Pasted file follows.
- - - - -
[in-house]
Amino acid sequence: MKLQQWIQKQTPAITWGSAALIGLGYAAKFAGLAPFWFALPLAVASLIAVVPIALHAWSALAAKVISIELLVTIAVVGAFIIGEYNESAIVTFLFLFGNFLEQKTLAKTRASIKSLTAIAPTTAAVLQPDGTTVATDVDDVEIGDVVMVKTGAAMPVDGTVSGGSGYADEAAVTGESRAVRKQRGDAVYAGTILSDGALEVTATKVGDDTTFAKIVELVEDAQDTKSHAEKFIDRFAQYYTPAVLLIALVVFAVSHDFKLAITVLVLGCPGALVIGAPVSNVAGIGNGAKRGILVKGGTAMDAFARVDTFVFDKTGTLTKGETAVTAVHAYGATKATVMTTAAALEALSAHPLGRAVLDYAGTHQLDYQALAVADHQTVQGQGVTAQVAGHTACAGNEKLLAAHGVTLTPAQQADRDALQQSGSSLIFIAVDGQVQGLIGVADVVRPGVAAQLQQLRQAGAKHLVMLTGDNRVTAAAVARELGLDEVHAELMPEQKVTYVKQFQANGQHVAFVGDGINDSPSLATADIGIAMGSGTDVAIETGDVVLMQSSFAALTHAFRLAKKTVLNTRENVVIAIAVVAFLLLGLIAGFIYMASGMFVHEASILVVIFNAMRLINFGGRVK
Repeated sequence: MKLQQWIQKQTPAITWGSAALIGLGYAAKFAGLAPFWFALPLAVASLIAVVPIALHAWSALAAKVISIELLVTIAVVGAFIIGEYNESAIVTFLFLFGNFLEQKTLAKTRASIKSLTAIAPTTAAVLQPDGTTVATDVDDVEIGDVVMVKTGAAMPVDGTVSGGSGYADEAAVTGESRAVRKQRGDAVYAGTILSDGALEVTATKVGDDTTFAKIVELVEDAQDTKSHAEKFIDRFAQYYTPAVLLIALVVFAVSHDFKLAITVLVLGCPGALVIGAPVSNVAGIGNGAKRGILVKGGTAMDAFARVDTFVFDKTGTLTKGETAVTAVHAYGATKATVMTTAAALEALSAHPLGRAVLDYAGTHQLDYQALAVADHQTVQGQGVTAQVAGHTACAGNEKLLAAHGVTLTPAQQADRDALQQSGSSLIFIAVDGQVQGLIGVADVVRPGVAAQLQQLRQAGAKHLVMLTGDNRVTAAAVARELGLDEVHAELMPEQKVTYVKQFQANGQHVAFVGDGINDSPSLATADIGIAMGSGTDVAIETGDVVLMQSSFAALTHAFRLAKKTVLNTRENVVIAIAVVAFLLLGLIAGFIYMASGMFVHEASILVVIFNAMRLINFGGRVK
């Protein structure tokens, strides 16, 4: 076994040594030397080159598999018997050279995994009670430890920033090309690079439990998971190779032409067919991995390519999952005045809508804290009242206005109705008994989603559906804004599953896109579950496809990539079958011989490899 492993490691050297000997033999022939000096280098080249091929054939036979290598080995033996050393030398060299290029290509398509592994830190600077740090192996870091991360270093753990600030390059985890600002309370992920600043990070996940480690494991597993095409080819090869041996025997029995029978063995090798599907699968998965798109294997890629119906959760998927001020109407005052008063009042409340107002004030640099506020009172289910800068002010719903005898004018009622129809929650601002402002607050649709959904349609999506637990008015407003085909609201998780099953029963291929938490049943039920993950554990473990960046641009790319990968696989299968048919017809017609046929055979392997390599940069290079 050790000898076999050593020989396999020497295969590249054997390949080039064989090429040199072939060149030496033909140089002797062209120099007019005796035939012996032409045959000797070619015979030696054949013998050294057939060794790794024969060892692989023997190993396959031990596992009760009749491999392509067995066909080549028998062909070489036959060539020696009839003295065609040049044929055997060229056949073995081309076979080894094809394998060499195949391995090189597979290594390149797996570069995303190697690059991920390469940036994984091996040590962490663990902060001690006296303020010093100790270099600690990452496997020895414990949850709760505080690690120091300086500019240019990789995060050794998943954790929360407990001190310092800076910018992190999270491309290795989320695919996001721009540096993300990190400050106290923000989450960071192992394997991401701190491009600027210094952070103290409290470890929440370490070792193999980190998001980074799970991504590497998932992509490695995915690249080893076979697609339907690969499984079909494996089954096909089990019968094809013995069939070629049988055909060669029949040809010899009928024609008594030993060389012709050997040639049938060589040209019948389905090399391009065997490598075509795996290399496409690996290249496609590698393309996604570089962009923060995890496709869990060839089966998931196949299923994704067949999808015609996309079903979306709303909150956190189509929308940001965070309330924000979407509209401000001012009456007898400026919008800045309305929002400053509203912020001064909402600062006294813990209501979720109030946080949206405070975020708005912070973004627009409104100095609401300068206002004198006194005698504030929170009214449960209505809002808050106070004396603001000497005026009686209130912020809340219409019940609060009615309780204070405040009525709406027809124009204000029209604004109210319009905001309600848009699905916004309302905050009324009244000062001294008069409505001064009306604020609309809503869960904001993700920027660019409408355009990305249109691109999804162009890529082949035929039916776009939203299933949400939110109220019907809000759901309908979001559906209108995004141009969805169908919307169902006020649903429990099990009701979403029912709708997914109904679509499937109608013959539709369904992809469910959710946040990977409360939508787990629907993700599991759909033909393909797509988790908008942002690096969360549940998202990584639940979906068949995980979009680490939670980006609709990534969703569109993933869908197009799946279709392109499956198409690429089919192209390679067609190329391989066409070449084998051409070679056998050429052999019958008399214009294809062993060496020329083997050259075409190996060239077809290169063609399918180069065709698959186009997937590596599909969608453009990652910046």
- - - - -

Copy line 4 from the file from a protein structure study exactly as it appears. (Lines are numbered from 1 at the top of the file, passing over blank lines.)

């Protein structure tokens, strides 16, 4: 076994040594030397080159598999018997050279995994009670430890920033090309690079439990998971190779032409067919991995390519999952005045809508804290009242206005109705008994989603559906804004599953896109579950496809990539079958011989490899 492993490691050297000997033999022939000096280098080249091929054939036979290598080995033996050393030398060299290029290509398509592994830190600077740090192996870091991360270093753990600030390059985890600002309370992920600043990070996940480690494991597993095409080819090869041996025997029995029978063995090798599907699968998965798109294997890629119906959760998927001020109407005052008063009042409340107002004030640099506020009172289910800068002010719903005898004018009622129809929650601002402002607050649709959904349609999506637990008015407003085909609201998780099953029963291929938490049943039920993950554990473990960046641009790319990968696989299968048919017809017609046929055979392997390599940069290079 050790000898076999050593020989396999020497295969590249054997390949080039064989090429040199072939060149030496033909140089002797062209120099007019005796035939012996032409045959000797070619015979030696054949013998050294057939060794790794024969060892692989023997190993396959031990596992009760009749491999392509067995066909080549028998062909070489036959060539020696009839003295065609040049044929055997060229056949073995081309076979080894094809394998060499195949391995090189597979290594390149797996570069995303190697690059991920390469940036994984091996040590962490663990902060001690006296303020010093100790270099600690990452496997020895414990949850709760505080690690120091300086500019240019990789995060050794998943954790929360407990001190310092800076910018992190999270491309290795989320695919996001721009540096993300990190400050106290923000989450960071192992394997991401701190491009600027210094952070103290409290470890929440370490070792193999980190998001980074799970991504590497998932992509490695995915690249080893076979697609339907690969499984079909494996089954096909089990019968094809013995069939070629049988055909060669029949040809010899009928024609008594030993060389012709050997040639049938060589040209019948389905090399391009065997490598075509795996290399496409690996290249496609590698393309996604570089962009923060995890496709869990060839089966998931196949299923994704067949999808015609996309079903979306709303909150956190189509929308940001965070309330924000979407509209401000001012009456007898400026919008800045309305929002400053509203912020001064909402600062006294813990209501979720109030946080949206405070975020708005912070973004627009409104100095609401300068206002004198006194005698504030929170009214449960209505809002808050106070004396603001000497005026009686209130912020809340219409019940609060009615309780204070405040009525709406027809124009204000029209604004109210319009905001309600848009699905916004309302905050009324009244000062001294008069409505001064009306604020609309809503869960904001993700920027660019409408355009990305249109691109999804162009890529082949035929039916776009939203299933949400939110109220019907809000759901309908979001559906209108995004141009969805169908919307169902006020649903429990099990009701979403029912709708997914109904679509499937109608013959539709369904992809469910959710946040990977409360939508787990629907993700599991759909033909393909797509988790908008942002690096969360549940998202990584639940979906068949995980979009680490939670980006609709990534969703569109993933869908197009799946279709392109499956198409690429089919192209390679067609190329391989066409070449084998051409070679056998050429052999019958008399214009294809062993060496020329083997050259075409190996060239077809290169063609399918180069065709698959186009997937590596599909969608453009990652910046």